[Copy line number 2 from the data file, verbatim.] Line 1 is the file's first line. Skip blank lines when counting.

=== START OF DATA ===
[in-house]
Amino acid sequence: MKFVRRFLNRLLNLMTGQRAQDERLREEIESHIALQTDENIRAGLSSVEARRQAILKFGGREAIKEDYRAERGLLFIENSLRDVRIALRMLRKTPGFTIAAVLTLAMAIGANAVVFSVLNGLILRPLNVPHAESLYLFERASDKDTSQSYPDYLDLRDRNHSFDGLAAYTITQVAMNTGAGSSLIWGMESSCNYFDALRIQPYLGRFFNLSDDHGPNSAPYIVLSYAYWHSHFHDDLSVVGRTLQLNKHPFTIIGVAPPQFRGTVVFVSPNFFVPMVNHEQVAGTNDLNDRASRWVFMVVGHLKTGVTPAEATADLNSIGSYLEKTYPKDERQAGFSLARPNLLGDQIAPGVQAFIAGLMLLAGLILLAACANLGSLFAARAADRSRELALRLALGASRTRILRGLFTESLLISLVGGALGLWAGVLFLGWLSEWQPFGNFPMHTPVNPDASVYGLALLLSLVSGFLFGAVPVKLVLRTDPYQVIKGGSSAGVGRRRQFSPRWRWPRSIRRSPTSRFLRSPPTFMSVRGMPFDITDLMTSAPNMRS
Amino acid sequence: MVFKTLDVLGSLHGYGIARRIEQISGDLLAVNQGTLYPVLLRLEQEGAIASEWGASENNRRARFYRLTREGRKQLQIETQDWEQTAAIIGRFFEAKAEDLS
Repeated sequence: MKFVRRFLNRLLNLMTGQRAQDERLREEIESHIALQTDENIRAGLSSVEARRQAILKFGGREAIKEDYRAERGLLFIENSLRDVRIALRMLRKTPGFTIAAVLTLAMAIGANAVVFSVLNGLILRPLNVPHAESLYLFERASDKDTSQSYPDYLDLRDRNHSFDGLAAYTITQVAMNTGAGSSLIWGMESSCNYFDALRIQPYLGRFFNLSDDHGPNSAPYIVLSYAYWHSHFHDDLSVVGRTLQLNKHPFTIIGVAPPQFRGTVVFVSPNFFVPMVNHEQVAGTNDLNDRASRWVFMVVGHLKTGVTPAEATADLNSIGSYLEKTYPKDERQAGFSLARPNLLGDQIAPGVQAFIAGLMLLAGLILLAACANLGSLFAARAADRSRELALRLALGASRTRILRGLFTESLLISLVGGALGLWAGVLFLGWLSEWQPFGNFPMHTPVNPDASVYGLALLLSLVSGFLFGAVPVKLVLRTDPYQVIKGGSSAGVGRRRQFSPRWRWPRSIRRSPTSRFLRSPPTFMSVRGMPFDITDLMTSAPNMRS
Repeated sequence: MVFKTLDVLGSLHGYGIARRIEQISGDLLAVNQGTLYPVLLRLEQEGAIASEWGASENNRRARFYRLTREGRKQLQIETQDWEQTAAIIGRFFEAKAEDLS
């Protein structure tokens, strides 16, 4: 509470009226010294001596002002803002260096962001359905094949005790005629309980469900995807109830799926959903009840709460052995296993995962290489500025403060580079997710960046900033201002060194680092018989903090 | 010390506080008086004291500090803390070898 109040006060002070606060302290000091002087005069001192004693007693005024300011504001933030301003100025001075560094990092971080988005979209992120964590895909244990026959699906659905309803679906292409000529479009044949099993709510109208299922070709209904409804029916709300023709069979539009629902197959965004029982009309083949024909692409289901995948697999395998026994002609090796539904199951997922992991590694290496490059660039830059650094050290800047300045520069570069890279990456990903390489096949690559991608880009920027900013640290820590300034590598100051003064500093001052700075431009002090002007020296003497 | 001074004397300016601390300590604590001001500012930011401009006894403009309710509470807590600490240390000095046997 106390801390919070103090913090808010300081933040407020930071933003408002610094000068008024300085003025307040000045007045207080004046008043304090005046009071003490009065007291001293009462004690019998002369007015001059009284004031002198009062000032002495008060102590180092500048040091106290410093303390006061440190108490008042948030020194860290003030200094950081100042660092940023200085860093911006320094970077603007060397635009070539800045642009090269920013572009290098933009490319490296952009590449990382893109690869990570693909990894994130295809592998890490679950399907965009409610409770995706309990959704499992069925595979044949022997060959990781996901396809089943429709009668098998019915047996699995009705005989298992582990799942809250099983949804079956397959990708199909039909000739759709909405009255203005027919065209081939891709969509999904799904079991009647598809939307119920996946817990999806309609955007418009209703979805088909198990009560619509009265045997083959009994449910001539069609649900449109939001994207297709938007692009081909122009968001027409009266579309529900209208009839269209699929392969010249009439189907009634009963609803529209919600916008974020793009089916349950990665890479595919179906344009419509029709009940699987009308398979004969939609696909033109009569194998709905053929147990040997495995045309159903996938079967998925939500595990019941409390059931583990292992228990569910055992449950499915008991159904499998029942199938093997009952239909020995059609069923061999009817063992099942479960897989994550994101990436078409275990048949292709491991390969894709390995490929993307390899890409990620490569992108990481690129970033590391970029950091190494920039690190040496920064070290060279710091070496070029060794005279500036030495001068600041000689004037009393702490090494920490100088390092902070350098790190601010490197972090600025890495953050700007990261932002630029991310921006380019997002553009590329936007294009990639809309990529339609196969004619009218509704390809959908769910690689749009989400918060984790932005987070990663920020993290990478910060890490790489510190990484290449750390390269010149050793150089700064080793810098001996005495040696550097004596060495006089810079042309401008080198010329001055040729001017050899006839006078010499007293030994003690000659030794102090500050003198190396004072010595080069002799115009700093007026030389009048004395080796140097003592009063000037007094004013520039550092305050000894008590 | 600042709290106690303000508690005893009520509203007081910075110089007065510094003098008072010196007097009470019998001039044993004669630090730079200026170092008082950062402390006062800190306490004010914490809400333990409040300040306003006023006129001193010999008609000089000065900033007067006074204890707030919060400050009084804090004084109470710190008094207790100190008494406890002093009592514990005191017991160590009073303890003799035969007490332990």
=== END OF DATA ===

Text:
Amino acid sequence: MKFVRRFLNRLLNLMTGQRAQDERLREEIESHIALQTDENIRAGLSSVEARRQAILKFGGREAIKEDYRAERGLLFIENSLRDVRIALRMLRKTPGFTIAAVLTLAMAIGANAVVFSVLNGLILRPLNVPHAESLYLFERASDKDTSQSYPDYLDLRDRNHSFDGLAAYTITQVAMNTGAGSSLIWGMESSCNYFDALRIQPYLGRFFNLSDDHGPNSAPYIVLSYAYWHSHFHDDLSVVGRTLQLNKHPFTIIGVAPPQFRGTVVFVSPNFFVPMVNHEQVAGTNDLNDRASRWVFMVVGHLKTGVTPAEATADLNSIGSYLEKTYPKDERQAGFSLARPNLLGDQIAPGVQAFIAGLMLLAGLILLAACANLGSLFAARAADRSRELALRLALGASRTRILRGLFTESLLISLVGGALGLWAGVLFLGWLSEWQPFGNFPMHTPVNPDASVYGLALLLSLVSGFLFGAVPVKLVLRTDPYQVIKGGSSAGVGRRRQFSPRWRWPRSIRRSPTSRFLRSPPTFMSVRGMPFDITDLMTSAPNMRS